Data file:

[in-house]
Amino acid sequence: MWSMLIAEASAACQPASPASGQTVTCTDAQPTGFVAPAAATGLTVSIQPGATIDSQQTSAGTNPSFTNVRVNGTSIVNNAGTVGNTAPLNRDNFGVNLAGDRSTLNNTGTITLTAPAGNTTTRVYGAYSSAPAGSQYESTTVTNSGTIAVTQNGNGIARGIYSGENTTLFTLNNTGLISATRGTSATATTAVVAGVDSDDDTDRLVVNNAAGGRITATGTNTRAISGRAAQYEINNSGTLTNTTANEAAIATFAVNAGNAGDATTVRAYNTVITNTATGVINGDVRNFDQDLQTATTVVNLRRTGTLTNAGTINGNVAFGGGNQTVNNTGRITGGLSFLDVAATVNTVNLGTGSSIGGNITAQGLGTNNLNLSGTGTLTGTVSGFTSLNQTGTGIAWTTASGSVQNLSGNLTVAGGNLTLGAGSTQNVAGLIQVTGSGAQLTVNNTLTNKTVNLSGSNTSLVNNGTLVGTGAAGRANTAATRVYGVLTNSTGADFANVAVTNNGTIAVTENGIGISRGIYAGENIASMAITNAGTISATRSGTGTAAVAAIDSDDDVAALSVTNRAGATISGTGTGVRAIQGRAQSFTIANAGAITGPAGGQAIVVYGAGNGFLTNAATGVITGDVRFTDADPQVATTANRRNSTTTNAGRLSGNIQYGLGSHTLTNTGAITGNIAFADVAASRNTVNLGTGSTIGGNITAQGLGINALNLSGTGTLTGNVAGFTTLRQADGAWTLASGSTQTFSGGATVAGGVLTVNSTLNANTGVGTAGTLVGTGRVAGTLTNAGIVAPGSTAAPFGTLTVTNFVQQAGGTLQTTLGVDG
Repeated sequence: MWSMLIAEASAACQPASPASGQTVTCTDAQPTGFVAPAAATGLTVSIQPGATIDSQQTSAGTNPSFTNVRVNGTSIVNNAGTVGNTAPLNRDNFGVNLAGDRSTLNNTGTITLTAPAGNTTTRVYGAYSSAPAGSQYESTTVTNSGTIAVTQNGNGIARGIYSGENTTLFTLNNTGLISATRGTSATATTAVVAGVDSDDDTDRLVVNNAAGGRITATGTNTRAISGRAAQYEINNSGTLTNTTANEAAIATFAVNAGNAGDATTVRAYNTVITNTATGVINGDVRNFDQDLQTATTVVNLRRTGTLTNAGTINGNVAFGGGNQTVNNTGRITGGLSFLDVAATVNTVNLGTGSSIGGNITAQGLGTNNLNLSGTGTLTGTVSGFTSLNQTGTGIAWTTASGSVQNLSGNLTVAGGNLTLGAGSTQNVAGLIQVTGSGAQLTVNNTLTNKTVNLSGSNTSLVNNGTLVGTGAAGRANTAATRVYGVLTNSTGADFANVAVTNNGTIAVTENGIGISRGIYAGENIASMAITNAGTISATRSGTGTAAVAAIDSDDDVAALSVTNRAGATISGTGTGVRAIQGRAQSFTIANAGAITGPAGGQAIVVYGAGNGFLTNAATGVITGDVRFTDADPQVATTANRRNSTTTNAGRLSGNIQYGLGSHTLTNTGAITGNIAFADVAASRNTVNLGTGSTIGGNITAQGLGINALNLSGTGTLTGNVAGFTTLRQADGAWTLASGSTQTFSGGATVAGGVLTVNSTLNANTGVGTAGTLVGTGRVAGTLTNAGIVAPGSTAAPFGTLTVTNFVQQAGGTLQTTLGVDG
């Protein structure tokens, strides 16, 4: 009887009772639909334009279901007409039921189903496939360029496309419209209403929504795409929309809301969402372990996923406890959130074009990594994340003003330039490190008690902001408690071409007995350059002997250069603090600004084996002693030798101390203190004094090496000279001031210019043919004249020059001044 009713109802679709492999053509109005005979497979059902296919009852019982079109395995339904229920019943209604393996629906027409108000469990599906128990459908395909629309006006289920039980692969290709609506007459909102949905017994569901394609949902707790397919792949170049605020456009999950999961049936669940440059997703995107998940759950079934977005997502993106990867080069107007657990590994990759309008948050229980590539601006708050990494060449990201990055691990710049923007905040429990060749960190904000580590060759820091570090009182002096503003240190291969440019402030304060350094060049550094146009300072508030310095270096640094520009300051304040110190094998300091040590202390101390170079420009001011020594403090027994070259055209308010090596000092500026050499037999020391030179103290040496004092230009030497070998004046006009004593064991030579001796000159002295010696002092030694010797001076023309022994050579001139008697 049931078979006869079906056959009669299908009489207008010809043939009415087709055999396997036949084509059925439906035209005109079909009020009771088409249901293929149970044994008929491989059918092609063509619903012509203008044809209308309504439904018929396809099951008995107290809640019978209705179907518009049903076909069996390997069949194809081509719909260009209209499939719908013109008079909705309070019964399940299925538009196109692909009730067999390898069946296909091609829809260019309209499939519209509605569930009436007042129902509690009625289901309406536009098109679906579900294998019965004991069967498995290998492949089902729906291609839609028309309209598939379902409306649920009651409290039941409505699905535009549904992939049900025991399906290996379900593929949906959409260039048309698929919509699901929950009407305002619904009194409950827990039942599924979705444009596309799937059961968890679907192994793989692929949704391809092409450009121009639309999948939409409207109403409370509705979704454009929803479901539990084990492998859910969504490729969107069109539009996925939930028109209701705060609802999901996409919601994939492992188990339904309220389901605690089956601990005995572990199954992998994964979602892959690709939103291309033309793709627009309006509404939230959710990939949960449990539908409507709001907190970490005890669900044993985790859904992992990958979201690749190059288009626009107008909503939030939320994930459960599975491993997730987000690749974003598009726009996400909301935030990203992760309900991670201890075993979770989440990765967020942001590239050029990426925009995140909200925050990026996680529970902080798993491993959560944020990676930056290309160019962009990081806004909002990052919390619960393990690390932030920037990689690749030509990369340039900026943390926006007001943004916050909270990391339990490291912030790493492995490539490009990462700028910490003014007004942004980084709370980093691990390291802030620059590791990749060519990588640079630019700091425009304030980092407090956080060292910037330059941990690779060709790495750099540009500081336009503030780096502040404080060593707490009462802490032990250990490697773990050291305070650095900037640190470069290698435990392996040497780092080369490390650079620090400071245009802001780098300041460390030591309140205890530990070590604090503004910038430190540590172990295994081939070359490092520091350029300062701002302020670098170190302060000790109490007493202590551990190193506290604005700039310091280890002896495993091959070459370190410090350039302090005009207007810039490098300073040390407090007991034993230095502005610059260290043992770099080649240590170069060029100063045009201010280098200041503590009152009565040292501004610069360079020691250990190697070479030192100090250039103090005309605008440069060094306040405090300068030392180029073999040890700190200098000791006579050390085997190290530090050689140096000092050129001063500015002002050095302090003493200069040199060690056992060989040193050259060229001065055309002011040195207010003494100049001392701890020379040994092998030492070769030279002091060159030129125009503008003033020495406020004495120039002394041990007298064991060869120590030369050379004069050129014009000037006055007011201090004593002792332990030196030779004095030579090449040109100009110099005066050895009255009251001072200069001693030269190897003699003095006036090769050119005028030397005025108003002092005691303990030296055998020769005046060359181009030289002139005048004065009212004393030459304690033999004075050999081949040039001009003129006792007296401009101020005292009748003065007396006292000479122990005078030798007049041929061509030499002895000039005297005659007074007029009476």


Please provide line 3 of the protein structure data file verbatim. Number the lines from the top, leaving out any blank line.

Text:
Repeated sequence: MWSMLIAEASAACQPASPASGQTVTCTDAQPTGFVAPAAATGLTVSIQPGATIDSQQTSAGTNPSFTNVRVNGTSIVNNAGTVGNTAPLNRDNFGVNLAGDRSTLNNTGTITLTAPAGNTTTRVYGAYSSAPAGSQYESTTVTNSGTIAVTQNGNGIARGIYSGENTTLFTLNNTGLISATRGTSATATTAVVAGVDSDDDTDRLVVNNAAGGRITATGTNTRAISGRAAQYEINNSGTLTNTTANEAAIATFAVNAGNAGDATTVRAYNTVITNTATGVINGDVRNFDQDLQTATTVVNLRRTGTLTNAGTINGNVAFGGGNQTVNNTGRITGGLSFLDVAATVNTVNLGTGSSIGGNITAQGLGTNNLNLSGTGTLTGTVSGFTSLNQTGTGIAWTTASGSVQNLSGNLTVAGGNLTLGAGSTQNVAGLIQVTGSGAQLTVNNTLTNKTVNLSGSNTSLVNNGTLVGTGAAGRANTAATRVYGVLTNSTGADFANVAVTNNGTIAVTENGIGISRGIYAGENIASMAITNAGTISATRSGTGTAAVAAIDSDDDVAALSVTNRAGATISGTGTGVRAIQGRAQSFTIANAGAITGPAGGQAIVVYGAGNGFLTNAATGVITGDVRFTDADPQVATTANRRNSTTTNAGRLSGNIQYGLGSHTLTNTGAITGNIAFADVAASRNTVNLGTGSTIGGNITAQGLGINALNLSGTGTLTGNVAGFTTLRQADGAWTLASGSTQTFSGGATVAGGVLTVNSTLNANTGVGTAGTLVGTGRVAGTLTNAGIVAPGSTAAPFGTLTVTNFVQQAGGTLQTTLGVDG